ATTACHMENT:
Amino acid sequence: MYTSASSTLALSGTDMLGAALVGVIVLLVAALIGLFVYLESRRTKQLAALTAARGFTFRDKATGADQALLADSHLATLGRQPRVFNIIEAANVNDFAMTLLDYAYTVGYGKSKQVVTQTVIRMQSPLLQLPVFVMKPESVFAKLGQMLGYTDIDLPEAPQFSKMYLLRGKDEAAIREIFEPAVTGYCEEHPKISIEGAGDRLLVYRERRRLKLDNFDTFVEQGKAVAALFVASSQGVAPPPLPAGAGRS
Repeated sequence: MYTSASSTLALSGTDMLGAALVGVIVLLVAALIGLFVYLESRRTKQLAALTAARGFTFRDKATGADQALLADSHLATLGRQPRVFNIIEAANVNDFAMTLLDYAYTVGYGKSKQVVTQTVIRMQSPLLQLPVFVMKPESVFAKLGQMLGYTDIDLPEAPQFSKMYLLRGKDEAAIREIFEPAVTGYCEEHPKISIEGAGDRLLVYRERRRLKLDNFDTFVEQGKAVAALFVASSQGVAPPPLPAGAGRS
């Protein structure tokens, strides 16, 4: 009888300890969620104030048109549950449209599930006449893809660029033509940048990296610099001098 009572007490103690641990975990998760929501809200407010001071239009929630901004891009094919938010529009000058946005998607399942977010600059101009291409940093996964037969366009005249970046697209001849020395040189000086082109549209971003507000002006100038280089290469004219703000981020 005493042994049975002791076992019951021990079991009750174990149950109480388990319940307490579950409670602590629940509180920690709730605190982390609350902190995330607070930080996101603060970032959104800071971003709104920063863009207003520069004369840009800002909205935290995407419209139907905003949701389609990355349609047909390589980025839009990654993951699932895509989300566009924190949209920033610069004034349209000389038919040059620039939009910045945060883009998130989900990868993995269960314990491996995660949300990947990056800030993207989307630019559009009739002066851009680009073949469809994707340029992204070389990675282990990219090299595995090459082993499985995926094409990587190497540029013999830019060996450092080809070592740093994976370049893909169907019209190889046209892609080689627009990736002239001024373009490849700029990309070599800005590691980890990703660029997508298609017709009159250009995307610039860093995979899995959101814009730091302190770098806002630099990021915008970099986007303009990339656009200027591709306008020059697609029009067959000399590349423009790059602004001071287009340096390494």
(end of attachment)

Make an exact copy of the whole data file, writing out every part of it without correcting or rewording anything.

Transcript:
Amino acid sequence: MYTSASSTLALSGTDMLGAALVGVIVLLVAALIGLFVYLESRRTKQLAALTAARGFTFRDKATGADQALLADSHLATLGRQPRVFNIIEAANVNDFAMTLLDYAYTVGYGKSKQVVTQTVIRMQSPLLQLPVFVMKPESVFAKLGQMLGYTDIDLPEAPQFSKMYLLRGKDEAAIREIFEPAVTGYCEEHPKISIEGAGDRLLVYRERRRLKLDNFDTFVEQGKAVAALFVASSQGVAPPPLPAGAGRS
Repeated sequence: MYTSASSTLALSGTDMLGAALVGVIVLLVAALIGLFVYLESRRTKQLAALTAARGFTFRDKATGADQALLADSHLATLGRQPRVFNIIEAANVNDFAMTLLDYAYTVGYGKSKQVVTQTVIRMQSPLLQLPVFVMKPESVFAKLGQMLGYTDIDLPEAPQFSKMYLLRGKDEAAIREIFEPAVTGYCEEHPKISIEGAGDRLLVYRERRRLKLDNFDTFVEQGKAVAALFVASSQGVAPPPLPAGAGRS
């Protein structure tokens, strides 16, 4: 009888300890969620104030048109549950449209599930006449893809660029033509940048990296610099001098 009572007490103690641990975990998760929501809200407010001071239009929630901004891009094919938010529009000058946005998607399942977010600059101009291409940093996964037969366009005249970046697209001849020395040189000086082109549209971003507000002006100038280089290469004219703000981020 005493042994049975002791076992019951021990079991009750174990149950109480388990319940307490579950409670602590629940509180920690709730605190982390609350902190995330607070930080996101603060970032959104800071971003709104920063863009207003520069004369840009800002909205935290995407419209139907905003949701389609990355349609047909390589980025839009990654993951699932895509989300566009924190949209920033610069004034349209000389038919040059620039939009910045945060883009998130989900990868993995269960314990491996995660949300990947990056800030993207989307630019559009009739002066851009680009073949469809994707340029992204070389990675282990990219090299595995090459082993499985995926094409990587190497540029013999830019060996450092080809070592740093994976370049893909169907019209190889046209892609080689627009990736002239001024373009490849700029990309070599800005590691980890990703660029997508298609017709009159250009995307610039860093995979899995959101814009730091302190770098806002630099990021915008970099986007303009990339656009200027591709306008020059697609029009067959000399590349423009790059602004001071287009340096390494």